Likewise, if someone disagrees with you, there is a reason. Our fi rst job is to understand the reasoning behind their conclusions.

    Further, if there is fear in an organization, there is a reason for it our job is (a) to fi nd whats causing it, (b) to understand it, and (c) to try to root it out.

    There is nothing quite as effective, when it comes to shutting down alternative viewpoints, as being convinced you are right.

    In general, people are hesitant to say things that might rock the boat. Braintrust meetings, dailies, postmortems, and Notes Day are all efforts to reinforce the idea that it is okay to express your-

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    self. All are mechanisms of self- assessment that seek to uncover whats real.

    If there is more truth in the hallways than in meetings, you have a problem.

    Many managers feel that if they are not notifi ed about problems before others are or if they are surprised in a meeting, then that is a sign of disrespect. Get over it.

    Careful messaging to downplay problems makes you appear to be lying, deluded, ignorant, or uncaring. Sharing problems is an act of inclusion that makes employees feel invested in the larger enterprise.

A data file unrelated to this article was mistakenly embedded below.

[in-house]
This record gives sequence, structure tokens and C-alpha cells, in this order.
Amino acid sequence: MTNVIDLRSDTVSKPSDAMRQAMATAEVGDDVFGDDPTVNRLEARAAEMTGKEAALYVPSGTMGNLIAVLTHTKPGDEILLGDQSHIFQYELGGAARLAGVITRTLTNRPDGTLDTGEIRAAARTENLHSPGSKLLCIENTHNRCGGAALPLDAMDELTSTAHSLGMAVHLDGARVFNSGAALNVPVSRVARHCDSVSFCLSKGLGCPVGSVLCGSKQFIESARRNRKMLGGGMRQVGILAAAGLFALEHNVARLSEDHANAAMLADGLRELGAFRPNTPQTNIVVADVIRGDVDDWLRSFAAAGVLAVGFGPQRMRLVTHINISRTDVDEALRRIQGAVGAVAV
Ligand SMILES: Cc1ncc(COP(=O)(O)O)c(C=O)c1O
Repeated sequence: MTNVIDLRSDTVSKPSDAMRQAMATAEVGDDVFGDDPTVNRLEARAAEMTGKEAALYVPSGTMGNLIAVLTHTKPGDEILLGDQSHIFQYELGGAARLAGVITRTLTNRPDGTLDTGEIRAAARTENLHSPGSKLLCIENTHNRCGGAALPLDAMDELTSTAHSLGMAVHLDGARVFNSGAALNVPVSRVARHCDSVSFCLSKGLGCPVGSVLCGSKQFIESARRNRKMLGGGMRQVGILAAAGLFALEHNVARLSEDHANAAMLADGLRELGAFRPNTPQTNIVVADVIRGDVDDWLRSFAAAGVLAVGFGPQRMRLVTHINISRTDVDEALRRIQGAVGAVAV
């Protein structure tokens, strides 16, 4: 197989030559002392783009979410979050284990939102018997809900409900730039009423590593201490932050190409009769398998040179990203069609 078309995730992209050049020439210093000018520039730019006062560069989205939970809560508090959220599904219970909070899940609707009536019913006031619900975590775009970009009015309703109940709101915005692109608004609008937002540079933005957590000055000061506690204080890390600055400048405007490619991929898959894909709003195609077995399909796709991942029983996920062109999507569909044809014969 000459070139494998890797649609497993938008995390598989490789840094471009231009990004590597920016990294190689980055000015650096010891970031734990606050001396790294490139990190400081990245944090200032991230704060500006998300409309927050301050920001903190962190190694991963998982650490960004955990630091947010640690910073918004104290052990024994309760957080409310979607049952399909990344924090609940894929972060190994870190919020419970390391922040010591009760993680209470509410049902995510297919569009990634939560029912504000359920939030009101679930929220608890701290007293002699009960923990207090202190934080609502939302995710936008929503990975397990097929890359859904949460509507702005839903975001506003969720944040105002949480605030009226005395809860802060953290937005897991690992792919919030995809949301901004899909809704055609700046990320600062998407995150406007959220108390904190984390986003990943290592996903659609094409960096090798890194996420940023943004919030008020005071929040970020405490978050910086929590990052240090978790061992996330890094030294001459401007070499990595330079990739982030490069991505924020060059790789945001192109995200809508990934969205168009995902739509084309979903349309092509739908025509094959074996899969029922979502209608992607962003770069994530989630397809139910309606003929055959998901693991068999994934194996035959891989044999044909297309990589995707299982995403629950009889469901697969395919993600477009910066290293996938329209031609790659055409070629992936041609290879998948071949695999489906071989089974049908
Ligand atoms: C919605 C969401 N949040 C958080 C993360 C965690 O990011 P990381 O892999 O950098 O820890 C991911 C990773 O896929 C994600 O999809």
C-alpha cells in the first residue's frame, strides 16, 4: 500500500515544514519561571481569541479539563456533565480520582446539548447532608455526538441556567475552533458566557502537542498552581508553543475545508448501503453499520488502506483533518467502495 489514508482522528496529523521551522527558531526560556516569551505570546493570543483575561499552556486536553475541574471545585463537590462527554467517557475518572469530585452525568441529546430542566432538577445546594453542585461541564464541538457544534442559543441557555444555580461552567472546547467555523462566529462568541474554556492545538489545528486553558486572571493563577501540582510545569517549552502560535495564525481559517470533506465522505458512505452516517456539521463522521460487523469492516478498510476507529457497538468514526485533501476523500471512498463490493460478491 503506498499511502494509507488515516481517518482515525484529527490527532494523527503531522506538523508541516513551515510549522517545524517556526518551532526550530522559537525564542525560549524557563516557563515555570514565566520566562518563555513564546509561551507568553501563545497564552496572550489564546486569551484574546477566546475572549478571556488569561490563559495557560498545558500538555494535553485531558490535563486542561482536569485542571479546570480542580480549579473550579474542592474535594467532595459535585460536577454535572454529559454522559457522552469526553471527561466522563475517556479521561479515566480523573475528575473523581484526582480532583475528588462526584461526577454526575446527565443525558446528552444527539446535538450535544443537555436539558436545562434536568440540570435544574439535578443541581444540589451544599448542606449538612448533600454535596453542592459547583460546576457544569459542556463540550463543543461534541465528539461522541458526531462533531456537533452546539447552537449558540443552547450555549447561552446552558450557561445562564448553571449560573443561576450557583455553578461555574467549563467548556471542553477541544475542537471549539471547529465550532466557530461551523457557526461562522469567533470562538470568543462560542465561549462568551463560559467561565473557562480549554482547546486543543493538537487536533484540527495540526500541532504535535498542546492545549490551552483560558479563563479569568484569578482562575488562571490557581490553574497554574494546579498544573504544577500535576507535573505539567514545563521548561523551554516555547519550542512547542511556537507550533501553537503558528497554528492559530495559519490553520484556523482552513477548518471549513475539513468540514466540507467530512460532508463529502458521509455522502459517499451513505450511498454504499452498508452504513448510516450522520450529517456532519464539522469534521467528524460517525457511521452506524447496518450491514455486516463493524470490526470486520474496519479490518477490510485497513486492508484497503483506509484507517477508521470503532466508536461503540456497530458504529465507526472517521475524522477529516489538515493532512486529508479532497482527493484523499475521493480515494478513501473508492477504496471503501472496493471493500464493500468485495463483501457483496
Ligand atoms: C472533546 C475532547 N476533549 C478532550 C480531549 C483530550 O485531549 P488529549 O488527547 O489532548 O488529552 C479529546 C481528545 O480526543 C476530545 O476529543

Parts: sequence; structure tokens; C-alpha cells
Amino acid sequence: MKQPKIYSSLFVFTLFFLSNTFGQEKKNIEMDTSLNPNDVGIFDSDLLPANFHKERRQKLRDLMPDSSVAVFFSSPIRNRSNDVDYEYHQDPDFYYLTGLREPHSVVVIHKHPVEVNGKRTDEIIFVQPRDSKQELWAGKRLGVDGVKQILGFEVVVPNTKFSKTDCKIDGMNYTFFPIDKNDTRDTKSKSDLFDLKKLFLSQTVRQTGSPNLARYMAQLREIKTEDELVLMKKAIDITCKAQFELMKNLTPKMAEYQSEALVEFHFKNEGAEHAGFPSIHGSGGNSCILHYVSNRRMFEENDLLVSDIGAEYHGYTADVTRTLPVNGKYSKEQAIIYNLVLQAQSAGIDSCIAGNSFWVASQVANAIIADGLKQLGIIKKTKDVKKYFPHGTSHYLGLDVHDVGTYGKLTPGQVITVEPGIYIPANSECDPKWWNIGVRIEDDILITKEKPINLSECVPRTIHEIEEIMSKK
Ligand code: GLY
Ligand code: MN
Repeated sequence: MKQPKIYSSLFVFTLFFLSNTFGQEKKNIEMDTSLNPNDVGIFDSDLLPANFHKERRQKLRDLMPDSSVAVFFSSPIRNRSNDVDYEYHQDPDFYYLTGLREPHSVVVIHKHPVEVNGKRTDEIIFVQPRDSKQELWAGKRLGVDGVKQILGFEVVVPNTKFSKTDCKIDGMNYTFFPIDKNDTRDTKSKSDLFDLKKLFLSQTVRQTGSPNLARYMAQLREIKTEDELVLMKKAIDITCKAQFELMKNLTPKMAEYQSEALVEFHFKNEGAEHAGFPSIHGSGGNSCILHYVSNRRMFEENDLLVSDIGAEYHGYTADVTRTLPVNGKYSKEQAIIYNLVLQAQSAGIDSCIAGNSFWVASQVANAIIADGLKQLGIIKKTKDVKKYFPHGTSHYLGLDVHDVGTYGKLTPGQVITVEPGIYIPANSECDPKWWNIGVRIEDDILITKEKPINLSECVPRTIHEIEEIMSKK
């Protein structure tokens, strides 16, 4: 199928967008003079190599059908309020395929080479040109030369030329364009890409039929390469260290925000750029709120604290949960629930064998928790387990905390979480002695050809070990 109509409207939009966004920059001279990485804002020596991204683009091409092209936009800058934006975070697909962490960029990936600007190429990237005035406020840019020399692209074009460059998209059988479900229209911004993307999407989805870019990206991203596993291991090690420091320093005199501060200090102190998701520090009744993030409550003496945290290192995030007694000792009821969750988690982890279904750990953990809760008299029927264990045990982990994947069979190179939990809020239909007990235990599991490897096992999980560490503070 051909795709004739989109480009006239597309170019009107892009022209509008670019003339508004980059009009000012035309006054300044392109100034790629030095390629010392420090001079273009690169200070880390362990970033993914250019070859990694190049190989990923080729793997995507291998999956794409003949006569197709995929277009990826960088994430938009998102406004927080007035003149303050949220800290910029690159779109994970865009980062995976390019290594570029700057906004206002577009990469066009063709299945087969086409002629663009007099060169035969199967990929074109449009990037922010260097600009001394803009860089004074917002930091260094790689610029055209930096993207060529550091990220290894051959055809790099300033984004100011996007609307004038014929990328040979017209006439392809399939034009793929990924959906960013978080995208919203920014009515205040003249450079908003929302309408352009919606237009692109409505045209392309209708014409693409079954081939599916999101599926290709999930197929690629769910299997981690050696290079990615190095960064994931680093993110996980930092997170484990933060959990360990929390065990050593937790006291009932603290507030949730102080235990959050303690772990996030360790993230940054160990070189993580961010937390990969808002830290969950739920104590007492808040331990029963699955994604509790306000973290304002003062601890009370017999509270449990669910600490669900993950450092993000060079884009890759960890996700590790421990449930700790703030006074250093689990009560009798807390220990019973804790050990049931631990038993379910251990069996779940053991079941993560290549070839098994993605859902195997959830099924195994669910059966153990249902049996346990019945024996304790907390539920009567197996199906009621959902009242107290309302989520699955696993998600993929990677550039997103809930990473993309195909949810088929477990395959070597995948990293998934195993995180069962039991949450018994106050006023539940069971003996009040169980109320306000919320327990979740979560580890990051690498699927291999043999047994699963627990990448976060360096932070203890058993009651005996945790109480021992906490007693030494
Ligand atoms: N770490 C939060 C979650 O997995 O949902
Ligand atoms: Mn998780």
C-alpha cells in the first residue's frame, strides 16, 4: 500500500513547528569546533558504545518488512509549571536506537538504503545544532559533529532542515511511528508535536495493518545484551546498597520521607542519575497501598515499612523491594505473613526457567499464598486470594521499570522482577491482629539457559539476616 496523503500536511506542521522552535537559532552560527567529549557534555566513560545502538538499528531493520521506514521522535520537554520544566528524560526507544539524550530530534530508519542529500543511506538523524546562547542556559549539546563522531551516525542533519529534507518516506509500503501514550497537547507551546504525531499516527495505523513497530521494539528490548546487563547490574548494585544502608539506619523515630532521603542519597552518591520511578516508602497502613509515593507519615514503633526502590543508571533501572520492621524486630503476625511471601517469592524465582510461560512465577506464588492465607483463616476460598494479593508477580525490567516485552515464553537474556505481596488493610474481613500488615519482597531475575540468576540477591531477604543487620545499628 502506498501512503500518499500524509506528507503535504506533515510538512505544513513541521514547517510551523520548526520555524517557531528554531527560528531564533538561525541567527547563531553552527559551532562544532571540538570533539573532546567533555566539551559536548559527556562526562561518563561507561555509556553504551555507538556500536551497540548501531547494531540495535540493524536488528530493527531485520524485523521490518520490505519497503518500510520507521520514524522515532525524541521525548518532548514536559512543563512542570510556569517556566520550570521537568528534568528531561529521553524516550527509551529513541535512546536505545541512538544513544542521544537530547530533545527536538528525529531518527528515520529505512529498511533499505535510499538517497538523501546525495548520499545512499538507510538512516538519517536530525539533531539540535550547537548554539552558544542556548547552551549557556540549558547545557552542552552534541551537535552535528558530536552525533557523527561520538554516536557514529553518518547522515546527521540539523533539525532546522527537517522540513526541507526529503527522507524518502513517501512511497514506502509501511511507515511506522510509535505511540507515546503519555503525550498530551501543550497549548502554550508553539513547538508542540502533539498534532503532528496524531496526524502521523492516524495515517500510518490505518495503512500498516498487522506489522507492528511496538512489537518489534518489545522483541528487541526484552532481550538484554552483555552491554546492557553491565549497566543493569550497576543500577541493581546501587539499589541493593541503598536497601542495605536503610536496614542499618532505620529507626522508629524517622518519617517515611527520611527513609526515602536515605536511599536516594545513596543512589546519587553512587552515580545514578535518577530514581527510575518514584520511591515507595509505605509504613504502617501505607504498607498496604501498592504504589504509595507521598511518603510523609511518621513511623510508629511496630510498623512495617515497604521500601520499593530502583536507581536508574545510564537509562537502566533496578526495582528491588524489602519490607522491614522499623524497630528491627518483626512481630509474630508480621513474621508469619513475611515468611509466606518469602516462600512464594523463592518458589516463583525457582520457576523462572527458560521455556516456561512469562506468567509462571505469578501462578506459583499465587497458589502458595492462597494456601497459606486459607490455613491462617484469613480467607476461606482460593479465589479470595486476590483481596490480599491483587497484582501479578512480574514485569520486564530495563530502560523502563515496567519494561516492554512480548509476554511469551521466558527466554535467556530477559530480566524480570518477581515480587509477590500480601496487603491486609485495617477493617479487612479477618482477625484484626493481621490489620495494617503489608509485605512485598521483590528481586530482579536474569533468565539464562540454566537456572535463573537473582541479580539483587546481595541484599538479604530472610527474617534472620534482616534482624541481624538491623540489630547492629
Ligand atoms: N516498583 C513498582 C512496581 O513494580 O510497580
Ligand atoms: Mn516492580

The fi rst conclusions we draw from our successes and failures are typically wrong. Measuring the outcome without evaluating the process is deceiving.

    Do not fall for the illusion that by preventing errors, you wont have errors to fi x. The truth is, the cost of preventing errors is often far greater than the cost of fi xing them.

    Change and uncertainty are part of life. Our job is not to resist them but to build the capability to recover when unexpected events occur. If you dont always try to uncover what is unseen and understand its nature, you will be ill prepared to lead.

    Similarly, it is not the managers job to prevent risks. It is the managers job to make it safe to take them.

    Failure isnt a necessary evil. In fact, it isnt evil at all. It is a nec-essary consequence of doing something new.

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    Trust doesnt mean that you trust that someone wont screw up it means you trust them even when they do screw up.